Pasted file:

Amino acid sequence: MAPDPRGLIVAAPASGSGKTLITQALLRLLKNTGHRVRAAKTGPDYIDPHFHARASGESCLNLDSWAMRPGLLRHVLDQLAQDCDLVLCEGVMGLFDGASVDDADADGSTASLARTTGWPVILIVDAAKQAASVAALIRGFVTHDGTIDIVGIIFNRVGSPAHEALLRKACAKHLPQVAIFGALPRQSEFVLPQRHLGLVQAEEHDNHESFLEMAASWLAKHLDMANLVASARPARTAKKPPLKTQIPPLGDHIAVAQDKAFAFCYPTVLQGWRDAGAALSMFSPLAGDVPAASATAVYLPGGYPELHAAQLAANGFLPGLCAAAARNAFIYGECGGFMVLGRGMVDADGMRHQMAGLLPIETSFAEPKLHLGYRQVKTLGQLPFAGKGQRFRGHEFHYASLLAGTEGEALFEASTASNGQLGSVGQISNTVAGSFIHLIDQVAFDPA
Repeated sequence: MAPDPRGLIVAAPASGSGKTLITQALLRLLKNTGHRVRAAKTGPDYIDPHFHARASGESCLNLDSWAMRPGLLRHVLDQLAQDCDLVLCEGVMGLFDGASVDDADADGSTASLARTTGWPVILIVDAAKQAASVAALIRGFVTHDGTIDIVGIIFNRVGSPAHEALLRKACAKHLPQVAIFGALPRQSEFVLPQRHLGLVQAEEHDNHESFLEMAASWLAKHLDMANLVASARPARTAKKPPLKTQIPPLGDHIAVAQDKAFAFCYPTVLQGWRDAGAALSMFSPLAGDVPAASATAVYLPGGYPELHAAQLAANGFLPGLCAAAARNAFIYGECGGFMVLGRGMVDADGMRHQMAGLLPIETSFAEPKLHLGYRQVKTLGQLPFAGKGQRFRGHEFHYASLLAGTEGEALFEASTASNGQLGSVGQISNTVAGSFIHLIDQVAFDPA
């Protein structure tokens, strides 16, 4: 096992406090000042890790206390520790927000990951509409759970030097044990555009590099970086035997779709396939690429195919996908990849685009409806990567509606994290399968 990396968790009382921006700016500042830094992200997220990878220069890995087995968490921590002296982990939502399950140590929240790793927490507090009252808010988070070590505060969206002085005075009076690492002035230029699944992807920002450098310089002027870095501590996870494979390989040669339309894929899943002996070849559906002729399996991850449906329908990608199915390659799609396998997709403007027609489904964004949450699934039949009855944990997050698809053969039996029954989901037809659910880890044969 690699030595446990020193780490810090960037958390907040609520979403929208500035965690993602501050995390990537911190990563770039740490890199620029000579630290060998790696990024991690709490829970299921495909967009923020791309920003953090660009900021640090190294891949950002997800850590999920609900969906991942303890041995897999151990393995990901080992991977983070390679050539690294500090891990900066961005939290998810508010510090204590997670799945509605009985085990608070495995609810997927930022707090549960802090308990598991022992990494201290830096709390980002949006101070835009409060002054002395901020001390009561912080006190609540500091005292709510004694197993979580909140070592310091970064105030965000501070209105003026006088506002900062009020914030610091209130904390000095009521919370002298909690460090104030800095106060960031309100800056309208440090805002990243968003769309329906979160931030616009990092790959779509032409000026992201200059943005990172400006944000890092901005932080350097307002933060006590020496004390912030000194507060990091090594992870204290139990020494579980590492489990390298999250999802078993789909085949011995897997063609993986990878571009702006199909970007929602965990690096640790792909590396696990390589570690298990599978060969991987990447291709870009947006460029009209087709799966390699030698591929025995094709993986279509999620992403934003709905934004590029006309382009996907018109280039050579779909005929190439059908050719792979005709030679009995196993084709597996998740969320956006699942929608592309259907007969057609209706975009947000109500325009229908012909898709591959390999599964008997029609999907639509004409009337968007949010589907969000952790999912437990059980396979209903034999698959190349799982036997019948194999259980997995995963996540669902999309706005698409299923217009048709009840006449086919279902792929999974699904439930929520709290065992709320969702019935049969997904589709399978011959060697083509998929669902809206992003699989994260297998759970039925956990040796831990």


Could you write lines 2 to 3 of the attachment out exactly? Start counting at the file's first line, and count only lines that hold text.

Repeated sequence: MAPDPRGLIVAAPASGSGKTLITQALLRLLKNTGHRVRAAKTGPDYIDPHFHARASGESCLNLDSWAMRPGLLRHVLDQLAQDCDLVLCEGVMGLFDGASVDDADADGSTASLARTTGWPVILIVDAAKQAASVAALIRGFVTHDGTIDIVGIIFNRVGSPAHEALLRKACAKHLPQVAIFGALPRQSEFVLPQRHLGLVQAEEHDNHESFLEMAASWLAKHLDMANLVASARPARTAKKPPLKTQIPPLGDHIAVAQDKAFAFCYPTVLQGWRDAGAALSMFSPLAGDVPAASATAVYLPGGYPELHAAQLAANGFLPGLCAAAARNAFIYGECGGFMVLGRGMVDADGMRHQMAGLLPIETSFAEPKLHLGYRQVKTLGQLPFAGKGQRFRGHEFHYASLLAGTEGEALFEASTASNGQLGSVGQISNTVAGSFIHLIDQVAFDPA
């Protein structure tokens, strides 16, 4: 096992406090000042890790206390520790927000990951509409759970030097044990555009590099970086035997779709396939690429195919996908990849685009409806990567509606994290399968 990396968790009382921006700016500042830094992200997220990878220069890995087995968490921590002296982990939502399950140590929240790793927490507090009252808010988070070590505060969206002085005075009076690492002035230029699944992807920002450098310089002027870095501590996870494979390989040669339309894929899943002996070849559906002729399996991850449906329908990608199915390659799609396998997709403007027609489904964004949450699934039949009855944990997050698809053969039996029954989901037809659910880890044969 690699030595446990020193780490810090960037958390907040609520979403929208500035965690993602501050995390990537911190990563770039740490890199620029000579630290060998790696990024991690709490829970299921495909967009923020791309920003953090660009900021640090190294891949950002997800850590999920609900969906991942303890041995897999151990393995990901080992991977983070390679050539690294500090891990900066961005939290998810508010510090204590997670799945509605009985085990608070495995609810997927930022707090549960802090308990598991022992990494201290830096709390980002949006101070835009409060002054002395901020001390009561912080006190609540500091005292709510004694197993979580909140070592310091970064105030965000501070209105003026006088506002900062009020914030610091209130904390000095009521919370002298909690460090104030800095106060960031309100800056309208440090805002990243968003769309329906979160931030616009990092790959779509032409000026992201200059943005990172400006944000890092901005932080350097307002933060006590020496004390912030000194507060990091090594992870204290139990020494579980590492489990390298999250999802078993789909085949011995897997063609993986990878571009702006199909970007929602965990690096640790792909590396696990390589570690298990599978060969991987990447291709870009947006460029009209087709799966390699030698591929025995094709993986279509999620992403934003709905934004590029006309382009996907018109280039050579779909005929190439059908050719792979005709030679009995196993084709597996998740969320956006699942929608592309259907007969057609209706975009947000109500325009229908012909898709591959390999599964008997029609999907639509004409009337968007949010589907969000952790999912437990059980396979209903034999698959190349799982036997019948194999259980997995995963996540669902999309706005698409299923217009048709009840006449086919279902792929999974699904439930929520709290065992709320969702019935049969997904589709399978011959060697083509998929669902809206992003699989994260297998759970039925956990040796831990």